BROOKSVILLE — Raymond Carter showed up to Courtroom E on Thursday with a photo of his smiling mother under his arm.
Carter sat through two days of testimony this week as a prosecutor tried to convince a jury that his stepfather, Alan Osterhoudt Jr., murdered Maria Osterhoudt during an argument last year at their Spring Hill home. Carter watched along with jurors as images were shown of his mother's body, clad in pajamas and black slippers, lying on the white tile floor of the master bathroom. He listened three times to the 911 call Alan Osterhoudt made that night, the key piece of evidence in the state's case.
On Thursday morning, as fluorescent light glinted off the photo's silver frame, Carter heard the court clerk say "guilty." After about 2½ hours of deliberations, the six-woman panel convicted Osterhoudt of manslaughter with a firearm.
The 63-year-old retired air-conditioning repairman had been charged with second-degree murder and faced a maximum sentence of life in prison. The conviction on the lesser charge means Hernando Circuit Judge Anthony Tatti could put him behind bars for as many as 30 years. Sentencing is set for Oct. 29.
Osterhoudt, who has been out on bail since his arrest, showed no emotion as the clerk read the verdict and bailiffs led him away.
"It's not what we came here for today, but at the same time he didn't get to go home today," Carter said.
Osterhoudt broke a 19-month silence when he decided to testify Wednesday.
He said he was dozing in his bedroom the night of Feb. 25, 2012, when he awoke to the couple's dog barking, then heard a noise in the master bathroom. He grabbed his .38-caliber Taurus revolver from the nightstand, turned a corner to the bathroom and pulled the trigger when he was startled by "a form."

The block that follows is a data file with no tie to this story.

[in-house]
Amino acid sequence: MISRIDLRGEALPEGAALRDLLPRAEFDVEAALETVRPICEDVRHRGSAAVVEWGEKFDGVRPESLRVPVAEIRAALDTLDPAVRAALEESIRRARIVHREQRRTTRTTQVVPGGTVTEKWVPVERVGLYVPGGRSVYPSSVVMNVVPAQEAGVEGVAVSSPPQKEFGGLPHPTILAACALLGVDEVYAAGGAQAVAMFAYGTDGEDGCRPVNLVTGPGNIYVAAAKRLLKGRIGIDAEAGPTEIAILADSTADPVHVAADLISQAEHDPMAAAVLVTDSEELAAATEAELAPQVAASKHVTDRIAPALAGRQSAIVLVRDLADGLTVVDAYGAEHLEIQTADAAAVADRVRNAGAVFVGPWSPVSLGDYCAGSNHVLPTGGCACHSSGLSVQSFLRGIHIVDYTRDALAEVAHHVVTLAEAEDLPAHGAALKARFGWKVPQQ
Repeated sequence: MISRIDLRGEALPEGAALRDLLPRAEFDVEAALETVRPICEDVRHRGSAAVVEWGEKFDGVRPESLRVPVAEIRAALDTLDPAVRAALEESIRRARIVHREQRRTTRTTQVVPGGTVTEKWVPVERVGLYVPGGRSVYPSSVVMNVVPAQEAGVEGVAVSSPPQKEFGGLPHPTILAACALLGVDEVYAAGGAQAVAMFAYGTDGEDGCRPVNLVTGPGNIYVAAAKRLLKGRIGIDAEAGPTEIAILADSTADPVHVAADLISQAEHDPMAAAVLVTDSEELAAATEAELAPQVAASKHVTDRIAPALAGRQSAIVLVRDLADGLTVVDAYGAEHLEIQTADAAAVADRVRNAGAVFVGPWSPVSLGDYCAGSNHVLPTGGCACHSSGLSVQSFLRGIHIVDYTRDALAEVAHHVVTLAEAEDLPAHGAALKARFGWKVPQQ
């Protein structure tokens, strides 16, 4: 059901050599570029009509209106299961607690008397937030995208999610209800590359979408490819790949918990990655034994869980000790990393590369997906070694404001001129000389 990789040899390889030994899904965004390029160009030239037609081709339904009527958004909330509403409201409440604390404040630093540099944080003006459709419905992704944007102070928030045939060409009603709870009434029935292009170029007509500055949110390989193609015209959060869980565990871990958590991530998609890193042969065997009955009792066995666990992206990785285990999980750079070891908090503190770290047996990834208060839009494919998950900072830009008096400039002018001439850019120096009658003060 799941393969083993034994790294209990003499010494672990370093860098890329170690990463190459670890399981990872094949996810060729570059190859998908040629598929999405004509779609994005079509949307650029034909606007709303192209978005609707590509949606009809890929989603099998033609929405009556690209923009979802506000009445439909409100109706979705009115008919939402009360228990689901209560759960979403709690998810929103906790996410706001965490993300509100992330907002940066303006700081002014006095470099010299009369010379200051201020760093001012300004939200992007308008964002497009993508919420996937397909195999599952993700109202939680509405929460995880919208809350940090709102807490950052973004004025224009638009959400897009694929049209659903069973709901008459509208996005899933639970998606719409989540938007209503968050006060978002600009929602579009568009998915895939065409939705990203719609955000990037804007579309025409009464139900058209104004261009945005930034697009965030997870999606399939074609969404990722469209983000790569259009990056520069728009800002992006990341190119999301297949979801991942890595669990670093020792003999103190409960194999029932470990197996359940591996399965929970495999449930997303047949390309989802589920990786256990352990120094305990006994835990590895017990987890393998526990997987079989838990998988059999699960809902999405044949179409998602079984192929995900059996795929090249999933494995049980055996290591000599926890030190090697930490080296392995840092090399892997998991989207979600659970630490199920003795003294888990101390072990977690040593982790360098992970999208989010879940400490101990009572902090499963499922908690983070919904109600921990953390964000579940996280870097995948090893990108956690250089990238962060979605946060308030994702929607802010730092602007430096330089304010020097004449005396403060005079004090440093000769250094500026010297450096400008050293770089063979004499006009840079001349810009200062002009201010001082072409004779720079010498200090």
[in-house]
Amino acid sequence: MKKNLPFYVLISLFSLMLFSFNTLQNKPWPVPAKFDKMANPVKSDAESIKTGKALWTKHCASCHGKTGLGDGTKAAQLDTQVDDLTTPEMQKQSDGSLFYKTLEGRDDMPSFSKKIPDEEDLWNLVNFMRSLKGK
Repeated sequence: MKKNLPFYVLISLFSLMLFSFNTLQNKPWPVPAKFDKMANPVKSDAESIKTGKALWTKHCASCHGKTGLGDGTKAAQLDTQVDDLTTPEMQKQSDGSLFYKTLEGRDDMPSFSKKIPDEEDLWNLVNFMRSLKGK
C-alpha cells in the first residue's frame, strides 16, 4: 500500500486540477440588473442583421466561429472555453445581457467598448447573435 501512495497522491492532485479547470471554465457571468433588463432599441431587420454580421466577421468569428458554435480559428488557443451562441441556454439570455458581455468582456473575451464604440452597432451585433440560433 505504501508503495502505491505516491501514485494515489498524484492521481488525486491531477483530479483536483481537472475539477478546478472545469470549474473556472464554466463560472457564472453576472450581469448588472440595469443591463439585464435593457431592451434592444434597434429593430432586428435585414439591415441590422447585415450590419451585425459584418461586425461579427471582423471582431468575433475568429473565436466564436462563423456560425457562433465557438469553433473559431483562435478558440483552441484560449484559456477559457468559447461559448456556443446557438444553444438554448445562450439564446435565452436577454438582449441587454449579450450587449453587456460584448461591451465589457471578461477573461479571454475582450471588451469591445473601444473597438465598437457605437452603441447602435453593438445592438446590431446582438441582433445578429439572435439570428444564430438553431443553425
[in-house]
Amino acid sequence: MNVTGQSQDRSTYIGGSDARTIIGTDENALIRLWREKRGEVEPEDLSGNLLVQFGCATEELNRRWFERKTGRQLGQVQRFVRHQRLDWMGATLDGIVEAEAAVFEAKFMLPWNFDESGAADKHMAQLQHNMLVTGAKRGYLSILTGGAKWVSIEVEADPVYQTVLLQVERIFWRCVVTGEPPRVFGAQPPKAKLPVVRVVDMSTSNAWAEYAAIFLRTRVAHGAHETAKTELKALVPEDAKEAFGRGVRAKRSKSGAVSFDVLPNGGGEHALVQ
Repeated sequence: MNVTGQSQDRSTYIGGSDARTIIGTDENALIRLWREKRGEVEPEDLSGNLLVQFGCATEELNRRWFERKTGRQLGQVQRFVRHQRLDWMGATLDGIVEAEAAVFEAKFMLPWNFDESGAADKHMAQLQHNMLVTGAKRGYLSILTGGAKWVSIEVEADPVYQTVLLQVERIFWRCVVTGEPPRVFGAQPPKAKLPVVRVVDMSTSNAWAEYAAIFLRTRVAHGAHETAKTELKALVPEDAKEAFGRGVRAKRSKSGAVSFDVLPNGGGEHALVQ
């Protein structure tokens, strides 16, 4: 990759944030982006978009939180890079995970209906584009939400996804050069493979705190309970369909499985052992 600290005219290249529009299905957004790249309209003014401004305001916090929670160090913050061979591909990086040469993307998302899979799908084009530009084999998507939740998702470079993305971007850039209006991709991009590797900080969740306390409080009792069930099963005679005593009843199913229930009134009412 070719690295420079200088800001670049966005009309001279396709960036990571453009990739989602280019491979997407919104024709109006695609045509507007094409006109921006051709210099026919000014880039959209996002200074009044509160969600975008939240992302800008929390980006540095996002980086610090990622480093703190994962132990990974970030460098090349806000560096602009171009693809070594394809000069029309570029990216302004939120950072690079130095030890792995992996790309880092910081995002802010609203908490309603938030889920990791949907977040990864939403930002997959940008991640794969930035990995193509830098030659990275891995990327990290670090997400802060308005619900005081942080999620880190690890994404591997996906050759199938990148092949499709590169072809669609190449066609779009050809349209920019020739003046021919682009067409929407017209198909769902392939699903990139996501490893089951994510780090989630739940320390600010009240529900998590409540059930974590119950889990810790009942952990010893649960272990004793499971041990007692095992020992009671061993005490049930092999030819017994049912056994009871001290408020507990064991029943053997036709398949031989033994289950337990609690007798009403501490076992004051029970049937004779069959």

Instead of an intruder, he said, he found Maria Osterhoudt on the floor, a gunshot wound to the back of her head. The 65-year-old St. Petersburg College professor died instantly.
"I did not intentionally shoot my wife," he said.
Osterhoudt's sometimes tearful account seemed to be in sharp contrast with his demeanor on the 911 recording. In a calm, flat voice, he told the operator that he had just shot his wife.
The operator asked why.
"We had an argument, and … ," Osterhoudt replied. The operator interrupted him to ask where he put the gun.
"That monotone is about as cold as you'll ever hear," Assistant State Attorney Bill Catto said during closing arguments.
Why, Catto asked, was Osterhoudt so calm? Why did he tell the operator he wouldn't resist when deputies arrived? Why did he twice say he'd done "the most heinous thing I've done in my life."
Catto said a comment Osterhoudt made to a deputy was also a key piece of evidence: "My life is over."
"That lets you into his head in the heat of the moment as well as any kind of physical evidence we could have," Catto said.
Osterhoudt admitted that the couple had discussed divorce. He said they argued earlier that night but he couldn't remember why.
Defense attorney Kenneth Foote said investigators failed to produce enough evidence to prove Osterhoudt intentionally pulled the trigger.
Osterhoudt said the couple slept in separate bedrooms, so it would have been unusual for her to be in the master bathroom at that time of night. Foote noted that in crime scene photos, a door leading from the bathroom to the pool area was open, and a set of keys was found on the floor by Maria Osterhoudt's leg. Maybe she let herself in through the bathroom's other door and made the noise her husband heard, Foote said.
He said Osterhoudt could have remained silent but told them what happened.
"The state doesn't want you to believe those words," Foote said. "They only want you to believe the 911 tape and the assumptions that go along with it."
Raymond Carter called his stepfather's story "bulls---." Osterhoudt has always had a temper, Carter said, and was probably jealous of the attention being showered upon his wife as she neared retirement.
"Jealousy turned to rage," Carter said. "If it was an accident, he would have said that 19 months ago."